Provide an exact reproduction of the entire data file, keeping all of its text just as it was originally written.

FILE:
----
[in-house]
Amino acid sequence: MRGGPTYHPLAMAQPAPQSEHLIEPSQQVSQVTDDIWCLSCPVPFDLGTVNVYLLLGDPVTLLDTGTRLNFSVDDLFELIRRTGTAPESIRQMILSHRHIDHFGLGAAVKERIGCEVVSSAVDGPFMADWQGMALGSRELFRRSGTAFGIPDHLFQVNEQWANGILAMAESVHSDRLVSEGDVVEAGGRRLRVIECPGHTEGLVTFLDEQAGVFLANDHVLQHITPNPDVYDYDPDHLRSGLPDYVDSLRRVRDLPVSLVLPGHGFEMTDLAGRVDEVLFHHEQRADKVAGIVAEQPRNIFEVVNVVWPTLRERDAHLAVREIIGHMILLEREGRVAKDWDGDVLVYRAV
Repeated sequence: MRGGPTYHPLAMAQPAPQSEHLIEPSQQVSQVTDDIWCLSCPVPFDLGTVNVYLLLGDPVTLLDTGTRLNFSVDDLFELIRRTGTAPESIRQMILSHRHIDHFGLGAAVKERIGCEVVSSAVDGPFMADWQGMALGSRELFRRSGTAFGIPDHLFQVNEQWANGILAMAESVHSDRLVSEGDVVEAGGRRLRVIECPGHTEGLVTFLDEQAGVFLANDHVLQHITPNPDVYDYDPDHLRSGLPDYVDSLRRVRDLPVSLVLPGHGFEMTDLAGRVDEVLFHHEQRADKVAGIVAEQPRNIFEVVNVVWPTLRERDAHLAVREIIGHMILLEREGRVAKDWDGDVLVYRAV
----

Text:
[in-house]
Amino acid sequence: MRGGPTYHPLAMAQPAPQSEHLIEPSQQVSQVTDDIWCLSCPVPFDLGTVNVYLLLGDPVTLLDTGTRLNFSVDDLFELIRRTGTAPESIRQMILSHRHIDHFGLGAAVKERIGCEVVSSAVDGPFMADWQGMALGSRELFRRSGTAFGIPDHLFQVNEQWANGILAMAESVHSDRLVSEGDVVEAGGRRLRVIECPGHTEGLVTFLDEQAGVFLANDHVLQHITPNPDVYDYDPDHLRSGLPDYVDSLRRVRDLPVSLVLPGHGFEMTDLAGRVDEVLFHHEQRADKVAGIVAEQPRNIFEVVNVVWPTLRERDAHLAVREIIGHMILLEREGRVAKDWDGDVLVYRAV
Repeated sequence: MRGGPTYHPLAMAQPAPQSEHLIEPSQQVSQVTDDIWCLSCPVPFDLGTVNVYLLLGDPVTLLDTGTRLNFSVDDLFELIRRTGTAPESIRQMILSHRHIDHFGLGAAVKERIGCEVVSSAVDGPFMADWQGMALGSRELFRRSGTAFGIPDHLFQVNEQWANGILAMAESVHSDRLVSEGDVVEAGGRRLRVIECPGHTEGLVTFLDEQAGVFLANDHVLQHITPNPDVYDYDPDHLRSGLPDYVDSLRRVRDLPVSLVLPGHGFEMTDLAGRVDEVLFHHEQRADKVAGIVAEQPRNIFEVVNVVWPTLRERDAHLAVREIIGHMILLEREGRVAKDWDGDVLVYRAV